Leaving a Legacy: Effective Succession Planning
Luke Campbell – Sterling Point Advisors; Brian Autry – Kenison, Dudley & Crawford, LLC
Do you know what will happen to the business you’ve worked hard to establish when you retire, pass away, or become unable to manage the company?
According to the North American Industry Classification System, there are approximately 342,000 businesses in the United States lower middle market (generating between $5 million and $100 million annual revenue). A 2019 report by the National Association of Corporate Directors shows that fewer than 25 percent of private companies have a formal succession plan that identifies directions for transitioning from a current CEO or managing partner to a successive owner. Without a proactive plan, business owners are often unprepared when they are ready to retire or exit their businesses, leading to suboptimal results for themselves, their company, and their employees.
For business owners, a formal succession plan satisfies a number of goals:
- Secure a financial future for themselves and their families
- Identify the right leaders and partners to carry their company forward
- Provide continued security and growth opportunities for employees
- Prepare for effective financial and tax planning for significant change in asset composition
Therefore, the most important and valuable thing you can do as a business owner to ensure a successful transition is to plan ahead. Don’t wait until you are ready to retire to start this conversation. Identifying a clear plan while you are still actively involved in the company will prevent confusion and family disputes when the time to transition comes around. In addition, it makes your business more marketable and attractive to potential investor groups. Too often, business owners spend a lifetime building their businesses but settle for liquidating their assets, handing the keys to an unprepared employee or family member, or accepting an unsolicited offer due to improper planning. In fact, according to the International Business Brokers Association, 20 percent of lower middle market business transactions occur because the owner received an unsolicited offer.
Methods of ownership transition can vary. One common method is a buy-sell agreement. For example, when a certain event occurs (such as when a current owner passes away or retires), the business is sold to employees of the company, family members, or the owner of another business. A buy-sell agreement establishes an estate tax value for the business and is also useful in allowing shareholders in a family business to purchase the previous business owner’s interest at a predetermined price. Please note, however, that this option is most useful when only a small number of shareholders are involved. Otherwise, it can be costly.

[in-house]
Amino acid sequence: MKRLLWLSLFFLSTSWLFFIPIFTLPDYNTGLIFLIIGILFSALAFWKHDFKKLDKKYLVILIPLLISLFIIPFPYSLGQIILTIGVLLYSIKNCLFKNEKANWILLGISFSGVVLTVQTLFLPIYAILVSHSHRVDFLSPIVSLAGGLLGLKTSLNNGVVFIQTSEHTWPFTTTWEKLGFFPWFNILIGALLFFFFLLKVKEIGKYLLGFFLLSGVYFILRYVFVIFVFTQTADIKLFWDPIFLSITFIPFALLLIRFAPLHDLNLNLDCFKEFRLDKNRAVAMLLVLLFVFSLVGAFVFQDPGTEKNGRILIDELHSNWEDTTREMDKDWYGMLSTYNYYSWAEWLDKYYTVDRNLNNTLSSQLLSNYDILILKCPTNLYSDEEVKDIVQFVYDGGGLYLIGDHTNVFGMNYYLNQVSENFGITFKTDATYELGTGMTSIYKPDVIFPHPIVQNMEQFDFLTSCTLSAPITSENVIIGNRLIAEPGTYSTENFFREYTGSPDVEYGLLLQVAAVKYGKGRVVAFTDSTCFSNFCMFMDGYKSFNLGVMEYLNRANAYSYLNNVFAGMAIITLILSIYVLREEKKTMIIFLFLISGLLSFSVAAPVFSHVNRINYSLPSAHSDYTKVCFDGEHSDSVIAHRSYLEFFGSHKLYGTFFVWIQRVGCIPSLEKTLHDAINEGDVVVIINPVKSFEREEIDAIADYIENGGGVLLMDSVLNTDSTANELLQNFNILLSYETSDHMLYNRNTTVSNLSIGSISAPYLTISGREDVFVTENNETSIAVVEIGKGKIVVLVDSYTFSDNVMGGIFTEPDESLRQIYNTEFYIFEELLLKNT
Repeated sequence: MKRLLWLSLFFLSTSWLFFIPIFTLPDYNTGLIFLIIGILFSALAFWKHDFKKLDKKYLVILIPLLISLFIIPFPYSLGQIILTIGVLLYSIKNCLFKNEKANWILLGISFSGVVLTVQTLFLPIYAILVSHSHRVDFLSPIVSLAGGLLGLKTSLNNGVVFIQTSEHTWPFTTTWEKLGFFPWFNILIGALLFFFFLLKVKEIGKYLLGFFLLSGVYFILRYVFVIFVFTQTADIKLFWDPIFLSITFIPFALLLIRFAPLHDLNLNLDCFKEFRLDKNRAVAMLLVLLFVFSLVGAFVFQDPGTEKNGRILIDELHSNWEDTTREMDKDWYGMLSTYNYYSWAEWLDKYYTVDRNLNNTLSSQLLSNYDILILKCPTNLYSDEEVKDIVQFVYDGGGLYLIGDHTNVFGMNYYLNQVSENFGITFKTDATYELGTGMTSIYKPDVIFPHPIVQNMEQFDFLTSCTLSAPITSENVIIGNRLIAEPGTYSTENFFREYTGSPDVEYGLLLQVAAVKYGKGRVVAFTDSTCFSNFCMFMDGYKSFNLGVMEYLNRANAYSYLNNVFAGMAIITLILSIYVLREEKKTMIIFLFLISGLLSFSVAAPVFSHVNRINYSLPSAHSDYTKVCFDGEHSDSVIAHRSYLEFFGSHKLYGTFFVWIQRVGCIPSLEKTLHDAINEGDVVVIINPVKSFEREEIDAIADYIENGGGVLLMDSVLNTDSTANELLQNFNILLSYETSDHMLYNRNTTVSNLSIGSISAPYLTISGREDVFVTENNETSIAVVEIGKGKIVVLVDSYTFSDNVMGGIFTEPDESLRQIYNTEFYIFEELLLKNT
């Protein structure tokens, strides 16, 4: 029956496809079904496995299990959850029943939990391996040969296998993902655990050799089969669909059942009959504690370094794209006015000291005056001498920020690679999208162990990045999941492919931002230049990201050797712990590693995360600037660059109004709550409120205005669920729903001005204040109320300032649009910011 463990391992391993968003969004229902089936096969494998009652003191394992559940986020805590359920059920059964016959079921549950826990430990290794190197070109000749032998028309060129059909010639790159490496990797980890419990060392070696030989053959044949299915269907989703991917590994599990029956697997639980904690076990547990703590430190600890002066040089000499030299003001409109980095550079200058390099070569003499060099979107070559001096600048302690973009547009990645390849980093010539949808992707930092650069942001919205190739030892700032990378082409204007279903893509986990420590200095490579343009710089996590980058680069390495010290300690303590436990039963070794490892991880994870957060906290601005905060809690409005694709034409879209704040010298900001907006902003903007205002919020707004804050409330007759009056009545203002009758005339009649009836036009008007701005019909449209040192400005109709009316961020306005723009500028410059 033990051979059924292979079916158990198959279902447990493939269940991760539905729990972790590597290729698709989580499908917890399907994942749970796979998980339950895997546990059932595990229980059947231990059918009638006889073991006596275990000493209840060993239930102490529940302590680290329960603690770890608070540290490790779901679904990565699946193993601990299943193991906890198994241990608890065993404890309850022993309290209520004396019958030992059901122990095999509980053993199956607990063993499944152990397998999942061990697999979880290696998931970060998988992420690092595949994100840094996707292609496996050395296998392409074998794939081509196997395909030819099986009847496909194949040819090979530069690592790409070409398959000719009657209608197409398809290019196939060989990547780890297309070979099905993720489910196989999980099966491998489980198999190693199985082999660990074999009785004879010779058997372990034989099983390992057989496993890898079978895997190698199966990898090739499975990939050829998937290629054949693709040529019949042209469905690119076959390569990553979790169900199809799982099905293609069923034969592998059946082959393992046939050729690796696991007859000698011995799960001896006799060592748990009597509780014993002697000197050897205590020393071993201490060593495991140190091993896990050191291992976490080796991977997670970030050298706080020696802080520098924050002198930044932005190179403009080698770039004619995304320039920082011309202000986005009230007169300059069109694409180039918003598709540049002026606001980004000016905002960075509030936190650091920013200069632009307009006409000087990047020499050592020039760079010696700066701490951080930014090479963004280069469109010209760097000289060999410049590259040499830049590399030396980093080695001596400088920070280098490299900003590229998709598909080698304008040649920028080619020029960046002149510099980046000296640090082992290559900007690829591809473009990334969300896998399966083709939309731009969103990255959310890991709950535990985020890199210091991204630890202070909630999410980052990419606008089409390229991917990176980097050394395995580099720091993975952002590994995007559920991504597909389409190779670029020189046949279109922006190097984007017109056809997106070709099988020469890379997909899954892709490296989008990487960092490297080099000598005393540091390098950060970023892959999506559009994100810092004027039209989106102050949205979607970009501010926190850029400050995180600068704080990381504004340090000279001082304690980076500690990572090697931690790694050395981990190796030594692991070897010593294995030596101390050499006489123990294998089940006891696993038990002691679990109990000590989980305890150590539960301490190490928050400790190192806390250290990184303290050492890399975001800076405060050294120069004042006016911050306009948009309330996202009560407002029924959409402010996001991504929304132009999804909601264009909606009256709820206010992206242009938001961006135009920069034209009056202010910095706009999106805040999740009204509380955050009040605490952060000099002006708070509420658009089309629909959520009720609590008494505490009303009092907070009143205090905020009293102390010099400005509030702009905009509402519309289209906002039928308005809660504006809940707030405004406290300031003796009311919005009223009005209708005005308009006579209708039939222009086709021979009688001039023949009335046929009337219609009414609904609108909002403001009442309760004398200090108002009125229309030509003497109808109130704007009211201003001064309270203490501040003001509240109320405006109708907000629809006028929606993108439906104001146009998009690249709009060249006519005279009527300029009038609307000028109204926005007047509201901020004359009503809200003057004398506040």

You may also choose to “gift” your business to keep it—and its assets—in-house. It seems simple enough just to leave your business to your children, but that has serious tax implications. Those running the company you leave behind often struggle with paying estate taxes after your death. Also, any bank loans or lines of credit may be called by the bank, requiring any outstanding loan amounts be paid immediately. It can put any business in a financial pinch and often leads to the new owners having to sell the business. A tax professional can guide you through certain IRS tax code provisions (Section 6166 and Section 303 of the tax code) available to help qualifying businesses avoid that.
Another option is to market your business to potential investors. There are thousands of investor groups and strategic buyers in the United States who are interested in businesses of all types. M&A advisors are often used to help business owners identify potential investors, cultivate interest, and assist with negotiations. One advantage of this route is that a formal marketing process often leads to multiple competing offers. Unsolicited, direct offers are often not the most competitive, and multiple offers can lead to higher value for your business as well as allow you to select the best partner to carry your company forward.
As you can see, there are a lot of things to consider when determining how your company will continue on when you are no longer at the helm. A succession plan helps you ensure a smooth transition of leadership over multiple years and prepare your business for a successful sale to a new ownership group.
The sale or succession of your business is much more than a transaction. It is the culmination of your life’s work. As you consider your eventual transition, ensure the best possible outcome for your family, your company, and your employees: plan ahead and get advice. A team of trusted financial and legal advisors can ensure your succession plan is thoughtfully created and thoroughly executed.
About Sterling Point Advisors: Sterling Point Advisors is itself a family-owned business providing M&A advisory services to family-owned and privately held businesses. We help business owners navigate the strategic challenges of growing or exiting their businesses.